Giles Lury examines the Ideas Machine
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They used to say that the only certainties in life were death and taxes. Well, you can add to those the notion of ‘constant change’. But while it is true that change is continuous – even change is changing – it’s also getting much faster.
Innovation was always a key role for marketing. But its importance is increasing and evolving every day.
Here are five changes I have seen in the world of innovation:
Feel the need for speed
The accelerating pace of change in many markets – with new technologies, new business models, changing attitudes and customer expectations, and the emergence of highly disruptive new players – means the need for speed is greater than ever. The buzzwords in innovation are ‘agile’ and ‘sprints’. The first refers to what you must be, and the second to the process you should be adopting. Forget six months, you should be thinking in terms of six weeks – or better still – six days. Many say innovation is a journey, but it can no longer be a marathon.
Beyond friends and family
In the past, start-ups couldn’t afford the large research budgets commanded by larger brands, so had to rely on their instincts or use dipstick research among their friends and family. While that still goes on in some cases, the digital age means that even fledging brands can tap into wider audiences and get almost immediate responses. From posting questions on social media to testing multiple alternative website pages, the level and depth of response they can get is much richer. Mass digital testing is levelling that playing field. The notion that small new brands can’t afford research is increasingly a thing of the past.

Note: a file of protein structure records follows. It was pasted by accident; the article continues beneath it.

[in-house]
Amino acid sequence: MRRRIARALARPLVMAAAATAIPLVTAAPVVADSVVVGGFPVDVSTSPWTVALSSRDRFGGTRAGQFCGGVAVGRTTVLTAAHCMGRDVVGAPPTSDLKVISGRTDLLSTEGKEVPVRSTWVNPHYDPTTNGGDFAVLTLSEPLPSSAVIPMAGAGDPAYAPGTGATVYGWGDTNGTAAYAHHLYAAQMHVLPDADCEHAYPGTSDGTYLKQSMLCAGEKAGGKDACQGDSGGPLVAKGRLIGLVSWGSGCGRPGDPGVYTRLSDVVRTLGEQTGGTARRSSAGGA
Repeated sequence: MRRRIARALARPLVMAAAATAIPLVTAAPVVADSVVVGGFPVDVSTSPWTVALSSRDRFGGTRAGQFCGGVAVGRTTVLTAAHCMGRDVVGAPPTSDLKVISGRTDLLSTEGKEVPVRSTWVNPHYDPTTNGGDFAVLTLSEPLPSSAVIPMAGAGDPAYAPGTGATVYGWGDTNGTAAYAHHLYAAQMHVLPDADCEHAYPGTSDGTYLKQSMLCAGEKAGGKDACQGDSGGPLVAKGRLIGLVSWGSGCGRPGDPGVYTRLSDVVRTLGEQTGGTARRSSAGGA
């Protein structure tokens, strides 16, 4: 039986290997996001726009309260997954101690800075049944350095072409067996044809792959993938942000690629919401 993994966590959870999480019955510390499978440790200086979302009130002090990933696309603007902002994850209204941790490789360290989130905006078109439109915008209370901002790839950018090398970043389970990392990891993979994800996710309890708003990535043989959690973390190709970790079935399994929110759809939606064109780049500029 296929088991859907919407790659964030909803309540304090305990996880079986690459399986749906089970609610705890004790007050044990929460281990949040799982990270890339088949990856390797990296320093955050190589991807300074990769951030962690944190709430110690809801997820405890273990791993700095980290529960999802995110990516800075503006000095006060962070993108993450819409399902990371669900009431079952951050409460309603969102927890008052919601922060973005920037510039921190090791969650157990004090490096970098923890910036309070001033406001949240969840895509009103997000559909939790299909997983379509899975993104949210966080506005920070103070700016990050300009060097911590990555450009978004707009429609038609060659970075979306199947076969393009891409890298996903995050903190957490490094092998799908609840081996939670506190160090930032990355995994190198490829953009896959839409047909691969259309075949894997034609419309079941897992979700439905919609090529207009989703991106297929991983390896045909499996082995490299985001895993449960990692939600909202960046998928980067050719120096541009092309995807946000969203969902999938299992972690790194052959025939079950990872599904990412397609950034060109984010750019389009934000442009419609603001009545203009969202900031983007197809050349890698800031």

Can’t innovate, won’t innovate
One trend prevalent among larger organizations is based on their acceptance that they aren’t very good at – or set up for – radical innovation. So, they are adopting an ‘if we can’t do it, buy it’ approach. Recognizing that they may not be the best environments, that they might not have the right attitude to risk, or are simply too stuck in their ways to nurture truly novel ideas, they have decided to act as incubators for start-ups or to simply buy young companies. Others are using open source innovation in their search for the next big thing.
Ssssh! I’m innovating
Susan Cain’s book Quiet has helped millions of introverts around the world. But I’m not sure even she foresaw her role in championing ‘introverted innovators’. Marketing loves a good brainstorm – and nowhere more so than for ideation. These sessions are ideal for extroverts who are loud, competitive and want to have their ideas heard. They are not great forums for introverts, who often take a little more time to consider things and are then more reserved about putting their ideas forward. More recently, consultancies like ours are finding new means of tapping into introverts’ ideas and using ‘quiet innovation’ techniques.
One size doesn’t fit all
Innovation helps drive growth, but growth comes in numerous different forms. It can be about stealing share with an existing brand in its core category. It can come from identifying your competitors’ weaknesses and exploiting them, or from entering new territories, extending your brand into adjacent categories and finding something new to bring to that market. It can also come from reacting to emerging needs, acting fast to bring new ideas to market. Or it can come in the form of more radical innovation: pioneering, finding new market opportunities, new business models or new routes to market.
Different types of innovation need different approaches with different people of different mindsets using different methodologies. It’s an approach we’ve used with great success.
And will that be the end to innovations in innovation? No, because as the famous US ad man Bruce Barton said: “When you’re through changing, you’re through.”
— Giles Lury is director at The Value Engineers and author of How Coca-Cola Took Over the World: and 100 More Amazing Stories About the World’s Greatest Brands
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